Taro-Kun cards at The Public Trust

Taro-Kun cards at The Public Trust

Mustachioed Brian Gibb of The Public Trust was, along with Cris Worley and Kirk Hopper, one of three Dallas galleries to bravely venture south this year. He brought a slate of artists with a definite youth-culture slant, not like anything else in the fair: skateboards, a Duchamp BMX bicycle by Ryan Humphrey, hand painted underground comix-syle trading cards by Taro-Kun, and big silver spray paintings by William Binnie, founder of Dallas’ Beefhaus gallery.

The inevitable Carole Feuerman, Kendall Island, edition of six, $148,000 at Timothy Yarger Fine Art.

The inevitable Carole Feuerman. Kendall Island, edition of six, $148,000 at Timothy Yarger Fine Art.

Although I’d say public interest has been as high as ever in attending the fair, with a  whopping crowd on the opening night, the fair seems to be dying out- the initial excitement among exhibitors that greeted its advent four years ago has receded into a realization that there’s simply not enough money to be made. The fair’s quality hasn’t diminished — the percentage of absolute schlock is still quite small— but the fair has failed to attract many important galleries from out of town, making this a de-facto local affair. In one way that’s good, because the Houston and Texas galleries are very definitely showing the most interesting work, but they don’t need a fair for that.

Would-be fair promoters, this is your chance. I foresee an opening in the next decade for a locally-produced art fair, like Dallas has. Cheaper for exhibitors, edgier, more pro-actively local. A fair with the intense support of all sectors of the Houston art scene. One that would provide an occasion for people from elsewhere to visit (HOT Tax money, here we come!) and see all the great art that’s happening here, not just the art  that commercial galleries can afford to promote. Keep it free from factional bickering, wide open to all comers, make it a great party, and we’re in business.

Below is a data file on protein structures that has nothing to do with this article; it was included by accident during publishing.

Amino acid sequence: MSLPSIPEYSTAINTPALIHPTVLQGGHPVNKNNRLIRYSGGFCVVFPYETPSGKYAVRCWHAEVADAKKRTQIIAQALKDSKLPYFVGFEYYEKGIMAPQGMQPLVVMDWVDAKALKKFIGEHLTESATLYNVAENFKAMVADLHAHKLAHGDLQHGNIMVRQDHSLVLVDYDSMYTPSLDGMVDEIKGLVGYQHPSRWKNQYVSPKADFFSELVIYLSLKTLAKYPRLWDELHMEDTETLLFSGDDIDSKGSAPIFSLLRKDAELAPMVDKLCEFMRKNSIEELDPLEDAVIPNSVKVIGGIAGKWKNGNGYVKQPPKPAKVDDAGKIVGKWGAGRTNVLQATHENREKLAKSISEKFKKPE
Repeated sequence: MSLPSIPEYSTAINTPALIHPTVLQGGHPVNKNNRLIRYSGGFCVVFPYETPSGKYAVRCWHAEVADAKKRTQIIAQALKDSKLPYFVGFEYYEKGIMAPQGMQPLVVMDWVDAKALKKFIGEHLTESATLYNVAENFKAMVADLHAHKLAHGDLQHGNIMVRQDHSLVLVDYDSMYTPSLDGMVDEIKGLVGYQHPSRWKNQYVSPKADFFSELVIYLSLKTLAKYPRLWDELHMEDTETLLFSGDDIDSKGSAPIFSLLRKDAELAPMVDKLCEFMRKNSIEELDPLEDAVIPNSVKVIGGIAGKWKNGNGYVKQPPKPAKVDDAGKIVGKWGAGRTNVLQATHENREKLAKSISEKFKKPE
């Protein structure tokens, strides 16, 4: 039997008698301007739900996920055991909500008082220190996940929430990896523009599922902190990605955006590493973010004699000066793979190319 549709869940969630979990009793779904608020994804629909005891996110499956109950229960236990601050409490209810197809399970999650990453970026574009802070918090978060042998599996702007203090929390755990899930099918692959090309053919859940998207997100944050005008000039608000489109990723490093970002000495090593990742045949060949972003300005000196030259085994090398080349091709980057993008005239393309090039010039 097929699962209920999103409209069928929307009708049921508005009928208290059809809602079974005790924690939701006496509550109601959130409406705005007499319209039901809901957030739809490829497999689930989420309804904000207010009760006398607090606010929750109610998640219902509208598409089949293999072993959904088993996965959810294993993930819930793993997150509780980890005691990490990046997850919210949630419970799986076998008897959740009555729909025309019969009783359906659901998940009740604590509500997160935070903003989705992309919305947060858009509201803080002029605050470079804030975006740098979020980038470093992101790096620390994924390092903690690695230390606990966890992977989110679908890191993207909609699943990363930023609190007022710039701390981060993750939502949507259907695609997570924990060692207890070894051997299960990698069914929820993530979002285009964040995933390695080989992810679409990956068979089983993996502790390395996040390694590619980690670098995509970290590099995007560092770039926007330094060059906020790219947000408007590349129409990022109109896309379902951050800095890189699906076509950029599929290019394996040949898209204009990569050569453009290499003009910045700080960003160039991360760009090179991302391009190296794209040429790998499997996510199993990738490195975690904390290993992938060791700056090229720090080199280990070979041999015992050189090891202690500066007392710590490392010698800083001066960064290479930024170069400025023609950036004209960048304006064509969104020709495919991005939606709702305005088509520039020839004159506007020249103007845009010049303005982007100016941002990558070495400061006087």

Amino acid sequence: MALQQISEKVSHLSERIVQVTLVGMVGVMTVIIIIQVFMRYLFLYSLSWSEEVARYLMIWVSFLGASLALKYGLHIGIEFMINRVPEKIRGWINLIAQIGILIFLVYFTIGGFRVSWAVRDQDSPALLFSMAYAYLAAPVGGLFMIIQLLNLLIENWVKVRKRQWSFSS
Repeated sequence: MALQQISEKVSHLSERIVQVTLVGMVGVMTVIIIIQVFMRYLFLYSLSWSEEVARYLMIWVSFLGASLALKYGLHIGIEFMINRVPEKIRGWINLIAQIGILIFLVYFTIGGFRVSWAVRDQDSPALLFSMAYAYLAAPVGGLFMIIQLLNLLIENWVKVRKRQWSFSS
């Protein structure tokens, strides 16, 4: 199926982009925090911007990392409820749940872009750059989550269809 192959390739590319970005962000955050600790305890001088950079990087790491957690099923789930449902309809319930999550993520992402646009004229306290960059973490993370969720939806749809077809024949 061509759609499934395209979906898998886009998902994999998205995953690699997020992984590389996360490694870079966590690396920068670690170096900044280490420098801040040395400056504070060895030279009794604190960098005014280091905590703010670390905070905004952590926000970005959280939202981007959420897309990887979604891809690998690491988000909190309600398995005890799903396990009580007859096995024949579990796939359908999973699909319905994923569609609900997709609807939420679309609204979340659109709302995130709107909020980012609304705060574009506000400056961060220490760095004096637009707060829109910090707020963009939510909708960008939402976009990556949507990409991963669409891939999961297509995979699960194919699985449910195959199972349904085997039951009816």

Willi D September 10, 2014 - 13:45

Mr. Davenport, can you please expound on your understanding of familiar black artist imagery and materials? I am a young black artist working in Houston and your insight would be very helpful!

Bill Davenport September 10, 2014 - 21:29

“kraft paper, shoe laces, trash bags, quilt-like collages of old clothing.” I’ve seen these materials used in the same way in other artists’ works. The woven quilting from Trenton Doyle Hancock, scrap clothing collage from Gee’s Bend, the charcoal drawing on brown kraft paper from Robert Pruitt, and others. It seems like Donnett is piecing together other people’s ideas and techniques. Not in the sense that he’s ripping them off, but he seems to still be trying to find his own voice, borrowing different ways of getting at what he wants to say from artists he respects while he figures out his own vision. That’s why his works are so varied- at the CAMH’s booth he had another set of entirely different pieces using hair. Unlike most of the more humdrum artists in the fair, he’s trying, and that’s good, but he’s not there yet.

Jennifer Gardner September 11, 2014 - 15:09

All art about race is not necessarily about identity. And the term well-trodden is annoying – as if we’ve all heard or seen it so many times there couldn’t possibly be anything left to say on the subject, so why bother. Criticize the effectiveness of the message, the technique, or talent – but don’t flippantly dismiss the subject matter. Recent events should tell us that perhaps we NEED to hear and see the same thing over and over again or else nothing will ever change.